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Corporate Jan 3, 2013

Delhi gangrape effect: 1 in 3 women quit or reduce working hours

By Firstbiz Staff

The gangrape of the 23-year old girl in a moving bus has not only left women jittery but also impacted work productivity during the last fortnight as one in three female workers have either reduced working hours after sunset or quit jobs after the incident, reported the Economic Times today.

The report has quoted a random survey by industry body Assocham's Social Development Foundation (ASDF), which said that IT and BPO companies in Delhi-NCR have been affected to the extent of 40 percent ever since the Delhi rape incident.

Reuters

The industry body surveyed 2,500 women and said the decline in productivity was due to long hours and shift jobs. It highlighted that around 82 percent of the women respondents from Delhi, Noida, Faridabad and Gurgaon said they have started leaving early after the sunset. The anxiety is more among those women who travel by buses, chartered buses, three-wheelers and metro.

However, none of the women who were surveyed had lodged a formal complaint to any kind of authority. Crime statistics only reflect those crimes that are reported to the police. "Therefore, violence experienced by women on public transport never enters the crime statistics, even though it is serious and rampant," D S Rawat, Assocham secretary-general said in a statement.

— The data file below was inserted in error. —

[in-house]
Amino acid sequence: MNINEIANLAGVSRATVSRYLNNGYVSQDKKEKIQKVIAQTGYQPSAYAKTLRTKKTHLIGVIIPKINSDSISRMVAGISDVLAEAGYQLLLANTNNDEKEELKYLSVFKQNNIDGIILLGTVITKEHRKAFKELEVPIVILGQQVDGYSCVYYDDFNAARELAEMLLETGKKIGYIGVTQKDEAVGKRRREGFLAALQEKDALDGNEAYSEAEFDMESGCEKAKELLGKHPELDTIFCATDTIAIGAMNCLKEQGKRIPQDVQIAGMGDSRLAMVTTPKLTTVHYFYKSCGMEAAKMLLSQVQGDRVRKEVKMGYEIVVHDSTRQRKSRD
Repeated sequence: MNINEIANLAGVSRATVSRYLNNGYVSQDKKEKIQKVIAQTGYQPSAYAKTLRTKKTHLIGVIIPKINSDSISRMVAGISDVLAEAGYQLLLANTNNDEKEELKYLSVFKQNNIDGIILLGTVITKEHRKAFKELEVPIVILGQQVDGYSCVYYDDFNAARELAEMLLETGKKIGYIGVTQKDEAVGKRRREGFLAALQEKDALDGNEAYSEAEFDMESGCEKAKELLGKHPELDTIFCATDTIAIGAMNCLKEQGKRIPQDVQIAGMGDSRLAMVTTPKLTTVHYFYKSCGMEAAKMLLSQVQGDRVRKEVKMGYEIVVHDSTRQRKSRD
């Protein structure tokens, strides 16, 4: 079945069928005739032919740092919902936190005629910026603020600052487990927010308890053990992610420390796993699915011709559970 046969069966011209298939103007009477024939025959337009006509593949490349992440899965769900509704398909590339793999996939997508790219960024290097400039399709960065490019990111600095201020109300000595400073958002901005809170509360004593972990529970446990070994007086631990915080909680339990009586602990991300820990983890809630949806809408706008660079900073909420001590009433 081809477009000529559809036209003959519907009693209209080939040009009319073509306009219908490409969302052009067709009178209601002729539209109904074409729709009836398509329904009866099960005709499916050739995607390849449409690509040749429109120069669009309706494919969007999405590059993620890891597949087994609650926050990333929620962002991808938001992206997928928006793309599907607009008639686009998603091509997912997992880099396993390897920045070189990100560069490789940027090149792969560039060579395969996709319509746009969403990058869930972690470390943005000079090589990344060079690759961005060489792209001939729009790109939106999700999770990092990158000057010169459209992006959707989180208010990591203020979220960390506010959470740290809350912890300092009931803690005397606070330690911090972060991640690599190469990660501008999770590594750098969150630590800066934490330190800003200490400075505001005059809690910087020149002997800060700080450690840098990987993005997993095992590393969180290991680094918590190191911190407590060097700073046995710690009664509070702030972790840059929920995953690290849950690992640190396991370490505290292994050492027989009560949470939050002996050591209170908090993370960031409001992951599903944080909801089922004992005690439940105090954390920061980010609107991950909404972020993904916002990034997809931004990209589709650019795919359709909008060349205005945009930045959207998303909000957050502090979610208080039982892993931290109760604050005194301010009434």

The incident has also impacted the productivity of the women workforce in major cities like Chennai, Bangalore, Mumbai, Hyderabad, Pune, Ahmedabad, Lucknow, Jaipur and Dehradun.

In a nation of 1.2 billion people, where official crime statistics say a woman is raped every 28 minutes, law enforcement and prosecution measures are abysmal.

According to an earlier Assocham survey of about 2,500 women and men in various cities just after the Delhi incident, 92 percent of working women said they felt insecure, especially during the night, in all major economic hubs across the country. Most of the respondents felt that it's high time the quality of governance should be improved and the obsession of the police "bandobast" for the VVIPs should be changed.

The survey had said majority of respondents felt that the deployment of more police personnels would be there for few days and after that everything will be back to usual.

Meanwhile, the Federation of Indian Chambers of Commerce & Industry (FICCI) and FICCI Ladies Organisation (FLO) have decided to set up an Industry Task Force on Safety of Women, which would look at developing a National Safety Policy for women.

by Firstbiz Staff

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